Tag Archives: Ukraine

Jew of the Week: Rabbi Israel Baal Shem Tov

Founder of the Hasidic Movement

The Baal Shem Tov’s gravestone in the Jewish cemetery of Medzhybizh, Ukraine.

Israel ben Eliezer (1698-1760) was born to very poor parents in what is today Western Ukraine. He was orphaned at just 5 years of age, and adopted by the Jewish community. Even as a child, Israel would go out into the forests by himself after school and spend hours meditating. It is said that he started receiving visions from Biblical prophets while still a teenager. He married young, too, and when his wife tragically passed away, Israel left his village and embarked on a long journey. During his travels, he met a mystical sage named Rabbi Adam Baal Shem (the title baal shem, “Master of the Name”, was given to spiritual healers and great mystics). Israel soon started his own kabbalistic circle, and the group became active in assisting Jewish communities across Eastern Europe. Rabbi Israel remarried and had two children, sustaining the family by working as a clay and lime digger. He also worked as a school teacher and a gabbai (synagogue warden), and later became a shochet and managed his brother-in-law’s tavern. During this time, he became very proficient in healing herbs and his reputation as a baal shem grew rapidly. By 1740, Israel was known as the “Baal Shem Tov”, and countless people journeyed to Medzhybizh to learn from him. There, the Baal Shem Tov started a new philosophical movement that would be known as Hasidism, which strove to integrate mystical teachings into the daily lives of Jews, while focusing on serving God with utmost joy and happiness. The movement spread very rapidly, invigorating poor Eastern European Jews with a fresh breath of life. (Ironically, Hasidic Judaism took off among poor Jewish peasants who knew little Torah and ritual observance, while today Hasidic Judaism is associated with rigorous Torah study and strict ritual observance!) Meanwhile, the Baal Shem Tov battled passionately against various false messianic movements sweeping European Jewry, particularly the Frankists. He inspired a whole generation of great rabbis and is considered the founder of Hasidic Judaism. Many legends surround the Baal Shem Tov, including a purported ability to read people’s minds, exorcise demons, and even fly! Rabbi Israel passed away on the holiday of Shavuot.

Shavuot Starts Tonight!

Words of the Week

I would rather have questions that can’t be answered than answers that can’t be questioned.
– Richard Feynman

Incredibly, the Chabad Library in New York has the Baal Shem Tov’s personal siddur, with his handwritten notes in the margins.

Jew of the Week: Waldemar Haffkine

“Saviour of Humanity”Haffkine

Vladimir Mordechai Aaronovich Chavkin (1860-1930) was born to a Jewish-Russian family in what is now Ukraine. As a young man, he was a member of the Jewish League for Self-Defense, a group that protected Jews during pogroms. In one such event, he was injured and arrested. His teacher Elie Metchnikoff, the “father of immunology” (and former Jew of the Week), helped to have him freed from prison. Metchnikoff was soon forced to flee to Paris, and Chavkin joined him there some time later. For a time, the two worked together with Louis Pasteur. Chavkin (by this point going by Waldemar Wolff Haffkine) initially focused on the study of protist species before moving over to bacteria. Following major outbreaks of cholera, he was determined to find a vaccine, and experimented on himself to do so. Although he was succesful, his work was not accepted in Europe, so Haffkine went to India. There, he vaccinated 55,000 people while surviving both malaria and an assanitation attempt by Muslim extremists. India then suffered a deadly outbreak of bubonic plague, so the government asked Haffkine for help. He worked tirelessly for three months (during which time all of his assistants quit), again experimenting on himself, and developed a working vaccine. By the end of the century, Haffkine’s vaccines were given to over four million people in India. Europeans finally took notice. When Russia had a cholera outbreak shortly after, Haffkine’s vaccine saved thousands of lives. By this point, he had been knighted by the Queen of England, and described by Lord Joseph Lister as a “saviour of humanity”. Throughout his career, Haffkine had to battle anti-Semitism, and persistent attempts at converting him to Christianity. In the last decades of his life, he became deeply religious and committed to Orthodox Judaism, even writing a treatise called A Plea for Orthodoxy, and establishing the Haffkine Foundation to spread traditional Jewish teachings, especially among so-called “enlightened” Jews. Haffkine was also a staunch Zionist, formulating his own plan to establish a Jewish state in the Holy Land, and negotiating with the Ottoman Empire to do so. Unfortunately, his plans were rejected. Nonetheless, Haffkine is immortalized in history as the inventor of the cholera and bubonic plague vaccines, and a man who saved countless lives around the world.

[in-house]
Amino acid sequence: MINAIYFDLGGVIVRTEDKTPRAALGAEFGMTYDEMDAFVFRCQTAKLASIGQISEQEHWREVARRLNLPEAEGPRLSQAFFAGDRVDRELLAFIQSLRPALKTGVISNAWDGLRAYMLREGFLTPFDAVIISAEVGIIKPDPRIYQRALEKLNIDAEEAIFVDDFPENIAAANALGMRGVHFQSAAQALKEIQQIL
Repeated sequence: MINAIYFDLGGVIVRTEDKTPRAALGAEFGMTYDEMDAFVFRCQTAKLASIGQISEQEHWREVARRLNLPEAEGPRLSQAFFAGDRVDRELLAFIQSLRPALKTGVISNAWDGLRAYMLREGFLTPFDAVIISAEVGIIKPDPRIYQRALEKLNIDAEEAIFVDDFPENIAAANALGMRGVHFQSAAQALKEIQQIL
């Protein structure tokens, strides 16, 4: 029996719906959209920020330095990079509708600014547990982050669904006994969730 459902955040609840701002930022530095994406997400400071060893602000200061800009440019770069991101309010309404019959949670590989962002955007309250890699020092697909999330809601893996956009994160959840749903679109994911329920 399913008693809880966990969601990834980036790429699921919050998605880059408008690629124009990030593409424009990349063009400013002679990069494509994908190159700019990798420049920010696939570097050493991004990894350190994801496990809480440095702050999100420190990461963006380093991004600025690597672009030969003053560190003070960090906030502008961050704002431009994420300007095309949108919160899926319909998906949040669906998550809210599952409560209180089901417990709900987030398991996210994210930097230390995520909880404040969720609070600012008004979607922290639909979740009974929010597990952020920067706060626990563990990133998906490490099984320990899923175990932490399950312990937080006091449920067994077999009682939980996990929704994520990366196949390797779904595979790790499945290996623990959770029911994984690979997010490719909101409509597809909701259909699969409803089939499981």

Words of the Week

Few men are willing to brave the disapproval of their fellows, the censure of their colleagues, the wrath of their society. Moral courage is a rarer commodity than bravery in battle or great intelligence. Yet it is the one essential, vital quality for those who seek to change a world which yields most painfully to change.
– Robert F. Kennedy